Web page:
Why is my dog itching all of a sudden (but has no fleas)?

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why is my dog itching all of a sudden but has no fleas

Your pooch has just developed an intense itch. You’ve searched every strand of their fur and can’t find a single flea, so why is your pup scratching too intently?

Itching, also called Pruritis, is a common sign of skin disorders in our canine companions. The most common cause of Pruritis is allergic skin diseases through bug bites, and stings are also guilty. 

It’s incredibly distressing to see your dog in such discomfort but don’t reach for the apple cider vinegar just yet.  

Read on for our comprehensive deep dive into your fur baby’s itch and how to soothe them.

Common Causes for Excessive Itching in Dogs

It’s normal for your fur baby to have a scratch behind their ears once in a while, but if they start showing signs of intense Pruritis, then something is wrong so let’s delve into the causes.

Flea Allergy Dermatitis

Many pooches are allergic to flea saliva, and even just a single bite can set off an incredibly pruritic reaction in their skin. You can check your dog’s fur using a flea comb or patting its skin with a damp paper towel and checking for reddish discoloration, which indicates flea dirt. 

Even if you don’t find any evidence, your dog could have been bitten by just one, which is causing their discomfort. Some of the signs that your dog may have flea allergy dermatitis (FAD) are hair loss, localized swelling, hot spots, and occasionally even infections.


Atopy, also known as atopic dermatitis, is due to allergies to environmental, airborne allergens that penetrate a damaged or defective skin barrier. Atopic pooches will have intense Pruritis, particularly on the face, armpits, groin, and toes, and you may notice reddish-brown saliva stains on the itchy spots. Clinical signs may worsen with seasonal changes if the allergy is to pollens or molds.

Food Allergies

Arguably one of the most common hypersensitivities in our canine companions. The immune system overreacts, causing digestive or skin signs. Vomiting and diarrhea are relatively common though the most likely skin-related signs are itchy paws or ears.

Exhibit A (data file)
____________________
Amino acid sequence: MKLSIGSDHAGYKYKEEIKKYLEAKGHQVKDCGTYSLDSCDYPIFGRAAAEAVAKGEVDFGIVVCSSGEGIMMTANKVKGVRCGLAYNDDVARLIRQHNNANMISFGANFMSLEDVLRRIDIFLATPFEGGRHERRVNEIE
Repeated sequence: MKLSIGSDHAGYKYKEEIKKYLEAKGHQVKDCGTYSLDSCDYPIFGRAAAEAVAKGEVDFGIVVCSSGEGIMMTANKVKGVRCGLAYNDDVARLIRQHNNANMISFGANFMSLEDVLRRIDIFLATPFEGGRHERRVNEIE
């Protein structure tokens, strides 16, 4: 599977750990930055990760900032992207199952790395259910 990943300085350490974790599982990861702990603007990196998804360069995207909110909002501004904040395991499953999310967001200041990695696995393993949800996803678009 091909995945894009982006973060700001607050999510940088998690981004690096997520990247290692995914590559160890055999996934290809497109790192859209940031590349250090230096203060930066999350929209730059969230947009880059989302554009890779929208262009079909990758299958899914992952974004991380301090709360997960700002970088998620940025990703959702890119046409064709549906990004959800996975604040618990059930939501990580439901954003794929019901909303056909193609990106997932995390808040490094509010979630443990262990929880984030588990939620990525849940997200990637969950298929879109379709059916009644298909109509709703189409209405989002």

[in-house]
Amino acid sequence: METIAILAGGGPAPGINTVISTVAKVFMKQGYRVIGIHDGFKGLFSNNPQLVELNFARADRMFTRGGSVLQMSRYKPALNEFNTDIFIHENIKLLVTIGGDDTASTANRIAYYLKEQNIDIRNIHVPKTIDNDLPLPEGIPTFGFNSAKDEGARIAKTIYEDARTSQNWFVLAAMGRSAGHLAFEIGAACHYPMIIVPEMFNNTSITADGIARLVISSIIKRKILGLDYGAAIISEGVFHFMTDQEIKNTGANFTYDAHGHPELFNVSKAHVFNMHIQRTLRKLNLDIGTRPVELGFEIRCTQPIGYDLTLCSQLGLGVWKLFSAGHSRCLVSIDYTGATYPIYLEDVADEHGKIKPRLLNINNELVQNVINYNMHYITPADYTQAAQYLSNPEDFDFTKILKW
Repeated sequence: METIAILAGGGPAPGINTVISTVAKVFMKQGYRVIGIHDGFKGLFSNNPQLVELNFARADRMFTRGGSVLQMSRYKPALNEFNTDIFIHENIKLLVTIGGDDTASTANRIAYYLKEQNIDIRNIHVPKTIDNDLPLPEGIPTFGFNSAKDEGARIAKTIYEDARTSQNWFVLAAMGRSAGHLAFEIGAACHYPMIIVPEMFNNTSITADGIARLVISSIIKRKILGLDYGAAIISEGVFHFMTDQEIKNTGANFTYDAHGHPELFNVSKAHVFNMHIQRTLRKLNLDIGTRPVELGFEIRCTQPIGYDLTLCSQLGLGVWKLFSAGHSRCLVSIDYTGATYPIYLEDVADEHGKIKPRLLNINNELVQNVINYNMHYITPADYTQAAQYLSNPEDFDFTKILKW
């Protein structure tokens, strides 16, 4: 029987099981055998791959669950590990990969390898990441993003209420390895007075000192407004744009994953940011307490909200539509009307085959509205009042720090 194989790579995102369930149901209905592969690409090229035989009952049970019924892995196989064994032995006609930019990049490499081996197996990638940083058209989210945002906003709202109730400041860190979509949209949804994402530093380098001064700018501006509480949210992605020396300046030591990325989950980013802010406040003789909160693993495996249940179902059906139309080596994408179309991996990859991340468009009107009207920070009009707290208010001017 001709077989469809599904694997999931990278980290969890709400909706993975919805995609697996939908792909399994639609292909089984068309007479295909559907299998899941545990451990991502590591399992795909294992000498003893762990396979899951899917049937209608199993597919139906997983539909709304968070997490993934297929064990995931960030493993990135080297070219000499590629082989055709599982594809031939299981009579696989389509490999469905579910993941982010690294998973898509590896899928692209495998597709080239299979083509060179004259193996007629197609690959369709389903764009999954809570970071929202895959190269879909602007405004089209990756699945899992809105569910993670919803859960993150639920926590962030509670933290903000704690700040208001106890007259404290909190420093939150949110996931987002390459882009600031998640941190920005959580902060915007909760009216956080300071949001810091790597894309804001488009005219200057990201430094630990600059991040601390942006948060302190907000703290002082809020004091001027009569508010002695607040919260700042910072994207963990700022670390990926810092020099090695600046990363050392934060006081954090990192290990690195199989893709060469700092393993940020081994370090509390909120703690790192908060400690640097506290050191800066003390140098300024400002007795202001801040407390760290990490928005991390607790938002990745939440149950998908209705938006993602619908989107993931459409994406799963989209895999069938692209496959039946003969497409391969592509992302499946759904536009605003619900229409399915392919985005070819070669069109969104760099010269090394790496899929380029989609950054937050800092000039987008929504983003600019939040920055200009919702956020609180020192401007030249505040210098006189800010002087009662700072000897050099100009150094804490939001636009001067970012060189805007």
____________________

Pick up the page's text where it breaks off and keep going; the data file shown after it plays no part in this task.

Contact Dermatitis

One of the least common types of dermatitis is from direct contact. These can develop into practically anything, including pyrethrins in flea collars, pesticides, and other household chemicals. Skin irritation is generally confined to the points of contact, usually the feet or stomach. 

Sarcoptic Mange Mites 

The parasitic mite, Sarcoptes scabiei, burrows under the skin’s surface in healthy pooches and can even affect humans. The mites cause intense itching, and your pooch will constantly chew and scratch, causing hair loss and eventually thickening and darkening the skin too. Contagious and zoonotic (affecting humans), rapid treatment and prevention are essential. 

Stings & Bites 

Sudden localized redness, swelling, and intense itching can be an indication that your dog has just been bitten or stung by a bug like a bee or an ant.

If your dog has started an intense bout of scratching, then the first thing that springs to mind is – fleas! They aren’t the only cause. Other pesky parasites and allergies are common causes of intense itchiness in our fur babies. Allergies are arguably the most difficult to diagnose and treat, but your DVM will work with you to provide your pooch with the best care available. 

What can I do to relieve my dog’s itching?

Luckily there are a few things we can do at home that can help to soothe your pooch’s itch. We’ve put together the following list of at-home tricks to relieve your pup’s irritation:


There’s a huge number of shampoos on the market, but you should select one that is hypoallergenic and soothing. Ideally, select a shampoo without artificial dyes or fragrances.

Hydrocortisone cream

Steroid creams are low potency topical creams that soothe itchiness. Even though they’re available without a prescription, you should discuss their use with your veterinarian before using them on your pooch.